Elbe Tunnel, a pedestrian and vehicle tunnel that was the first of its kind in the continent located in Hamburg, Germany.
Elbe Tunnel

Late-night Hamburg is all about one area: St Pauli. Its main street, Reeperbahn, has a sometimes-seedy reputation, but it’s also the city’s best after-dark drinking strip, home to sky-high bar Clouds, rock hangout Lehmitz and classy gin joint Glanz & Gloria. Other local gems like Bar Christiansen’s—where St Pauli cocktail king Uwe Christiansen crafts his award-winning concoctions—are just around the corner.

St Pauli is also home to legendary after-dark clubs like Halo and Club Hamburg, as well as more eclectic nightspots such as the basement bar-cum-boxing club Zur Ritze (where Mike Tyson and the Klitschko brothers trained) and the Second World War bunker turned uber-cool electro club Uebel & Gefahrlich.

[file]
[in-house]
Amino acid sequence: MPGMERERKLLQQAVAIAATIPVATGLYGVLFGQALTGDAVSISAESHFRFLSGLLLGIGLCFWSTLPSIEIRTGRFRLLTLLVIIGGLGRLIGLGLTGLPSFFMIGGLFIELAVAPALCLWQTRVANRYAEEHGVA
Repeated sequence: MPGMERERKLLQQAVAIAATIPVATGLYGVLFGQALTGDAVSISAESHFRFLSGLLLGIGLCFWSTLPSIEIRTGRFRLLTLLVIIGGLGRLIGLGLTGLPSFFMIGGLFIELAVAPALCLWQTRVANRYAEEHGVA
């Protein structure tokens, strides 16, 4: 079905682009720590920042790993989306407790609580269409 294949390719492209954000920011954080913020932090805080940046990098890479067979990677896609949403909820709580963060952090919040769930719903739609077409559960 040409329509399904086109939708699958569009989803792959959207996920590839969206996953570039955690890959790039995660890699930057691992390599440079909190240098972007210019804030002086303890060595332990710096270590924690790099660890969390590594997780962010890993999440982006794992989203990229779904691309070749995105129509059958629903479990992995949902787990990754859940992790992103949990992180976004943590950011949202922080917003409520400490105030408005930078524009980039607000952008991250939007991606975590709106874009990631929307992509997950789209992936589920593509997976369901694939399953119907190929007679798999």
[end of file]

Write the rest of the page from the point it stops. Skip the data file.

Don’t leave Hamburg without taking a stroll through the old Elbe Tunnel nearby, a pedestrian and vehicle tunnel that’s over a 100-years-old! While vehicles are not allowed to pass through currently, you can still take a walk or cycle to the south of River Elbe at any time of the day.

Late: Rest in luxury at Fraser Suites Hamburg

Facade of Fraser Suites Hamburg in Germany

When you’re done exploring the city, relax in comfort at the brand-new Fraser Suites Hamburg, which celebrates its grand opening today. Set within the historic Oberfinanzdirektion, a listed building dating back to 1907 located in the prime area of Rödingsmarkt, Fraser Suites Hamburg features 154 comfortable apartments that offer a serene oasis in the heart of the city.

With the Rödingsmarkt metro station on its doorstep and the main train station just a short walk away, the city is just waiting to be explored!

Adapted from Fraser Cachet Issue #36 © Frasers Hospitality and SPH Magazines